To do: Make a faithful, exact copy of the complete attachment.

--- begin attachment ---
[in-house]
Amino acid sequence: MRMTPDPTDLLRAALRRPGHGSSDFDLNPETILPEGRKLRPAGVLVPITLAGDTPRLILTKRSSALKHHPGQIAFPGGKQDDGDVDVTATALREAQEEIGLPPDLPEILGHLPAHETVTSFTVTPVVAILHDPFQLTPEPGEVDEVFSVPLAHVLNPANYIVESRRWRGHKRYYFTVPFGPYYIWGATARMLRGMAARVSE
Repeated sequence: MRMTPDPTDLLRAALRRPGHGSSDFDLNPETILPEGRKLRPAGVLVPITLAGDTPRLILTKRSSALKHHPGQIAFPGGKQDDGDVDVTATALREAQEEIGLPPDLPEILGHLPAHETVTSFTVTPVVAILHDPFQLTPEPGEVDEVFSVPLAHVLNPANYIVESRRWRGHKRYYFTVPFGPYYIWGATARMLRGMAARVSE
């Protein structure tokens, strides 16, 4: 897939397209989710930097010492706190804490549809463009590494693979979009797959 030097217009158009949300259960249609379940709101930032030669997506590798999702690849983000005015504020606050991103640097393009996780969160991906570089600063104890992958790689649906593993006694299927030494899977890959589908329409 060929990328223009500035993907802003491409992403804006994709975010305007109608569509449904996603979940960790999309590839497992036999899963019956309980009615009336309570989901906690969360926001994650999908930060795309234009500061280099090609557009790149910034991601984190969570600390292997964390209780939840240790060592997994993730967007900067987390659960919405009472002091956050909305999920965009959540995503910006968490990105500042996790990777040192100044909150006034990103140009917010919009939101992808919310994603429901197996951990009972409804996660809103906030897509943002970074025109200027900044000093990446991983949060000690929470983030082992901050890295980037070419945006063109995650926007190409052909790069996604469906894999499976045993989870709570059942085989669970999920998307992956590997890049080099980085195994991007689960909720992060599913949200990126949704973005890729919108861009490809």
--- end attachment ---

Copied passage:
[in-house]
Amino acid sequence: MRMTPDPTDLLRAALRRPGHGSSDFDLNPETILPEGRKLRPAGVLVPITLAGDTPRLILTKRSSALKHHPGQIAFPGGKQDDGDVDVTATALREAQEEIGLPPDLPEILGHLPAHETVTSFTVTPVVAILHDPFQLTPEPGEVDEVFSVPLAHVLNPANYIVESRRWRGHKRYYFTVPFGPYYIWGATARMLRGMAARVSE
Repeated sequence: MRMTPDPTDLLRAALRRPGHGSSDFDLNPETILPEGRKLRPAGVLVPITLAGDTPRLILTKRSSALKHHPGQIAFPGGKQDDGDVDVTATALREAQEEIGLPPDLPEILGHLPAHETVTSFTVTPVVAILHDPFQLTPEPGEVDEVFSVPLAHVLNPANYIVESRRWRGHKRYYFTVPFGPYYIWGATARMLRGMAARVSE
């Protein structure tokens, strides 16, 4: 897939397209989710930097010492706190804490549809463009590494693979979009797959 030097217009158009949300259960249609379940709101930032030669997506590798999702690849983000005015504020606050991103640097393009996780969160991906570089600063104890992958790689649906593993006694299927030494899977890959589908329409 060929990328223009500035993907802003491409992403804006994709975010305007109608569509449904996603979940960790999309590839497992036999899963019956309980009615009336309570989901906690969360926001994650999908930060795309234009500061280099090609557009790149910034991601984190969570600390292997964390209780939840240790060592997994993730967007900067987390659960919405009472002091956050909305999920965009959540995503910006968490990105500042996790990777040192100044909150006034990103140009917010919009939101992808919310994603429901197996951990009972409804996660809103906030897509943002970074025109200027900044000093990446991983949060000690929470983030082992901050890295980037070419945006063109995650926007190409052909790069996604469906894999499976045993989870709570059942085989669970999920998307992956590997890049080099980085195994991007689960909720992060599913949200990126949704973005890729919108861009490809």